Ruins as Architecture

Posted on 02. May, 2010 by in




Ruins as Architecture

Thomas J. McCormick

Thomas J. McCormick, a noted scholar of the century of Enlightenment, examines the phenomenon of the creation of man-made ruins as an architectural form. Picturesque grottos, Gothic Temples and “ruins to be inhabited by a hermit” are the focus of McCormick’s study as he looks at these frequently playful yet melancholy monuments.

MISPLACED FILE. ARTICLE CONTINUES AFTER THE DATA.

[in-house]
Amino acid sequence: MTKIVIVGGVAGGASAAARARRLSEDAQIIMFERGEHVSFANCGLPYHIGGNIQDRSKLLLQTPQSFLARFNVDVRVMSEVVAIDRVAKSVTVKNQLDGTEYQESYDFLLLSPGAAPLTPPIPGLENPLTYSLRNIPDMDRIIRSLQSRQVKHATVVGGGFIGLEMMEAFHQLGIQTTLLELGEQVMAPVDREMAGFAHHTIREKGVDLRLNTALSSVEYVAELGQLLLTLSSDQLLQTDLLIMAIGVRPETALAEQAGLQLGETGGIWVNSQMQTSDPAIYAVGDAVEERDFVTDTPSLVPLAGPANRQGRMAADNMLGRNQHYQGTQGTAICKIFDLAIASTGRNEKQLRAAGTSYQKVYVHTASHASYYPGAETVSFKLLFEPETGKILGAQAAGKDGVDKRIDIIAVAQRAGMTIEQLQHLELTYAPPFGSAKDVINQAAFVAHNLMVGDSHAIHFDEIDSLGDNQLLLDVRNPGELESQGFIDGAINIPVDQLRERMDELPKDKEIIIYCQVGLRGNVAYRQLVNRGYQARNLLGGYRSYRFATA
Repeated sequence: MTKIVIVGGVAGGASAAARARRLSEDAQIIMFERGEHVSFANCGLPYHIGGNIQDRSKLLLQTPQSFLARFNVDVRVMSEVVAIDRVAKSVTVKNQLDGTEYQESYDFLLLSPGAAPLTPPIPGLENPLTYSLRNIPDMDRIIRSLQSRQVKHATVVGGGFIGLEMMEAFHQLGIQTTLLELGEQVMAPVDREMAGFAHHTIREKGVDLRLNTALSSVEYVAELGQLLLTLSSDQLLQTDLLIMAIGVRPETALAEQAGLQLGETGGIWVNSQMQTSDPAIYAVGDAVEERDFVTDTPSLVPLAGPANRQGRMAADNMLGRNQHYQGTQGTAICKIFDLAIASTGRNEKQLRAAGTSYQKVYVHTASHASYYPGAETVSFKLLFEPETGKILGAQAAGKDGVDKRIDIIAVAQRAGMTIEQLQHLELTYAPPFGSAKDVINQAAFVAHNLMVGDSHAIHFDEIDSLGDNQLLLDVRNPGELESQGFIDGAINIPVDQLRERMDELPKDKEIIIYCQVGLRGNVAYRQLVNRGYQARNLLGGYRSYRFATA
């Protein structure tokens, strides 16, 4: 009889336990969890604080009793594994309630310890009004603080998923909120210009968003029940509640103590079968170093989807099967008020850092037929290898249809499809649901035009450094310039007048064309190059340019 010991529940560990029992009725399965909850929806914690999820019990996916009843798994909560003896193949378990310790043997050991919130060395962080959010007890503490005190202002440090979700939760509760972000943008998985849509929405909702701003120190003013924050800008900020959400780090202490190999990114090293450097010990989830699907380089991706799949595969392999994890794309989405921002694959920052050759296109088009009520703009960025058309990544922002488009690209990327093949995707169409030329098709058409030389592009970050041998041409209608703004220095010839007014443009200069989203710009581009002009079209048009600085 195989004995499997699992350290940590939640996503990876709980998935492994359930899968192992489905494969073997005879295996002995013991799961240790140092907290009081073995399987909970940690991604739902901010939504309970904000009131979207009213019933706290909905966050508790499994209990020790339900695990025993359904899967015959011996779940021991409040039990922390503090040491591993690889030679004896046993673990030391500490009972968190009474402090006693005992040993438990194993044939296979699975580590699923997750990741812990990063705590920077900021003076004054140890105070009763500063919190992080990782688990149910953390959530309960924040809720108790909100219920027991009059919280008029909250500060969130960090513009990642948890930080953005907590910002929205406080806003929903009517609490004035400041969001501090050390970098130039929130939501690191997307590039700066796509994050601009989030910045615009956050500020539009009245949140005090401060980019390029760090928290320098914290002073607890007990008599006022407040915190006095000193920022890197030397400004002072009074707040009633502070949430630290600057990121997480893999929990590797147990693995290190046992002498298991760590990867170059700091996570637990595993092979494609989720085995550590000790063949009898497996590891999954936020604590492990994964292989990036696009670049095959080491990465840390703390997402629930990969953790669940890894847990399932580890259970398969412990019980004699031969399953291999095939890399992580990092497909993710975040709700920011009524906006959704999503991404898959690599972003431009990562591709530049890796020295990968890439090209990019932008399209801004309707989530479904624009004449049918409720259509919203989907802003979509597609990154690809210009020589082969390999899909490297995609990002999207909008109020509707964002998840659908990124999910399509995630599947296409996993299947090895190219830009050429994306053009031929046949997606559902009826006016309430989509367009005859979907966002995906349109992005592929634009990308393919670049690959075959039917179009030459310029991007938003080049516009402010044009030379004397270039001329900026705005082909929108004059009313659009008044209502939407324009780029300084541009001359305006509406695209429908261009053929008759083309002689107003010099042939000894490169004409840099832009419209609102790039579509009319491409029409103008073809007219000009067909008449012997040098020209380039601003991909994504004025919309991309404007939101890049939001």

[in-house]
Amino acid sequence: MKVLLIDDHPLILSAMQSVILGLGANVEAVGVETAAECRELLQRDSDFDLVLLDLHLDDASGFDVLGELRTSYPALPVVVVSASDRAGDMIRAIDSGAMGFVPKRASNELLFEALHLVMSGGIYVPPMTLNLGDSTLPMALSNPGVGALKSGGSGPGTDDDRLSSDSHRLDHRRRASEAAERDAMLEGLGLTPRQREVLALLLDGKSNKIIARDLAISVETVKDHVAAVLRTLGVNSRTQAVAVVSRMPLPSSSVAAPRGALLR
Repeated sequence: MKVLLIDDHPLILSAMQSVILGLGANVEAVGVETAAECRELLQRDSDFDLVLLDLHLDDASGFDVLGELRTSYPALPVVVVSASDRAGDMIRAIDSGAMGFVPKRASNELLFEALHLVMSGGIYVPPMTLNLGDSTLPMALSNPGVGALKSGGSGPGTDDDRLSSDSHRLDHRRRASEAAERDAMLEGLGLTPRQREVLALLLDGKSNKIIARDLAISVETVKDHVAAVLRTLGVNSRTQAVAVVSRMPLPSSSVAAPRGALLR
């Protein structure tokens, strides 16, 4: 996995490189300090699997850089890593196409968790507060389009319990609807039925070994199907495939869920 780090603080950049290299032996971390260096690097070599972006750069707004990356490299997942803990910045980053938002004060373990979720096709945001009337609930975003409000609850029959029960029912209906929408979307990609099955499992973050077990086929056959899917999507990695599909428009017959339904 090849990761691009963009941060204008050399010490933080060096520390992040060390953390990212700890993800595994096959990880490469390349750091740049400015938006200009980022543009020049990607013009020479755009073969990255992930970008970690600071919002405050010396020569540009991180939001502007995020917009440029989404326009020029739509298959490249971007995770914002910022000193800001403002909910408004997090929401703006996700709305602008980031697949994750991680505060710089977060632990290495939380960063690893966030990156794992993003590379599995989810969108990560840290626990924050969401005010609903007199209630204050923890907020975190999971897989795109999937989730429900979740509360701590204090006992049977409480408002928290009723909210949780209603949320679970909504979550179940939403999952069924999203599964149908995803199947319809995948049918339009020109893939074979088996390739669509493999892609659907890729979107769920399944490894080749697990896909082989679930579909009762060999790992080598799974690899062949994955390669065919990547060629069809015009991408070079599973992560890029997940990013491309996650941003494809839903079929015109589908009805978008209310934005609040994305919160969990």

McCormick is Professor of Art History, Emeritus at Wheaton College. He was trained first as an art historian at Syracuse and later at Princeton where he earned his PhD. A noted scholar and author, McCormick has become a powerful and important voice in the field of art history and in particular the study of architecture. He was the 15th holder of the Frederick Lindley Morgan Chair of Architectural Design at the University of Louisville.

Format: Paperback

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